There is a new team in the international lending game. Brazil, Russia, India, China and South Africa, or the BRICS countries, announced their own development bank this week.
"The historic dimension of our summit can be demonstrated by the importance of the agreements we signed," said Brazil's President Dilma Rousseff. "The BRICS acquired political importance and enforce their role in the international sense."
Headquartered in Shanghai, the bank debuted with a commitment of $100 billion; the capital will be divided among the five member countries. The first president will be from India. The board of directors will be led by Brazil, and the African regional lending branch will be based in South Africa.
The BRICS nations see their bank as a counter to what they view as a Western-dominated financial order. It will also be a means to provide security, investment and growth resources to themselves and other emerging countries. They have long argued for more of a say in the global system. They chafe at the way lenders like the World Bank and the International Monetary Fund (IMF) put restrictions on the countries they help.
After feeling as if they were not being heard, the countries in BRICS say it is time for change. "It puts some pressure on the IMF and World Bank to reform quicker," says Kirill Dmitriev of the Russian Direct Investment Fund. "Because unless they reform and take BRICS nations into account more, I think this institution will be more dominant in the BRICS countries."
The World Bank acts as a loan provider for developing countries with twin goals of ending extreme poverty and promoting shared prosperity. Established after World War II, the IMF says its fundamental mission is to help ensure stability in the international system. It tracks the global economy and lends to countries with payment difficulties.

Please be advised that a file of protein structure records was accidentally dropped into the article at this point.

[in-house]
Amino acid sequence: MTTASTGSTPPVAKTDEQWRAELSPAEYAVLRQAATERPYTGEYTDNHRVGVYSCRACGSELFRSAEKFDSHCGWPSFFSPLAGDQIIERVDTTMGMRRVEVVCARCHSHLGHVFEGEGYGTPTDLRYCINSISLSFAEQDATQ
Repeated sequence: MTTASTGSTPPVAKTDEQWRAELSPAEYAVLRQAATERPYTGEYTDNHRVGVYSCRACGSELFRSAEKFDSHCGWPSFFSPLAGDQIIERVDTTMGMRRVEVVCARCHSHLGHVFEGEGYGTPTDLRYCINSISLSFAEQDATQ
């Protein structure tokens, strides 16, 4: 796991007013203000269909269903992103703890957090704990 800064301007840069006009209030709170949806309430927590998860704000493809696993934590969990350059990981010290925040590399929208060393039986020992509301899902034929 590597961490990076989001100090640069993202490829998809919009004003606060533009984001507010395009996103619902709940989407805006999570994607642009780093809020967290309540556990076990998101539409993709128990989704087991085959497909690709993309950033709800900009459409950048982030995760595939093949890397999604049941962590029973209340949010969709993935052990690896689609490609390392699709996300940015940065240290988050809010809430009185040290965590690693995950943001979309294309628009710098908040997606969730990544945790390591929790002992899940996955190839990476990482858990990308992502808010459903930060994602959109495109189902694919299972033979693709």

However, IMF loans are not free money; their help often comes with strings attached. Ukraine, for example, is one of the most recent recipients of an IMF loan. The agency approved a $17 billion package in April, on the condition that the Kiev government follow strict economic reforms, such as raising taxes and energy prices.
"They are not ready," said Maricruz MaGowan, an economist and vice president of the National Economists Club. "They are risking a lot, they are risking the progress in the last 10 years for the projects that will not render in the benefit they think they will have."
BRICS is looking to provide loans for infrastructure and development projects, building up other emerging economies. Officials say it could be two years before the bank starts lending. There is also the possibility that other countries such as Turkey, Mexico and Indonesia could join at a later date.
The BRICS nations contain 42% of the world's current population, making up around 20% of the world's GDP. The announcement of a new development bank is a major moment for global banking, and these nations and their governments have huge economic potential. At the same time, BRICS nations all have unique and varying interests that are often at odds with Washington.
What is the significance of the BRICS development bank?
What are developing countries’ grievances with institutions like the World Bank and IMF? How much merit do these grievances have?
What agenda unites the BRICS countries? Is there enough that binds them?
We consulted a panel of experts for the Inside Story.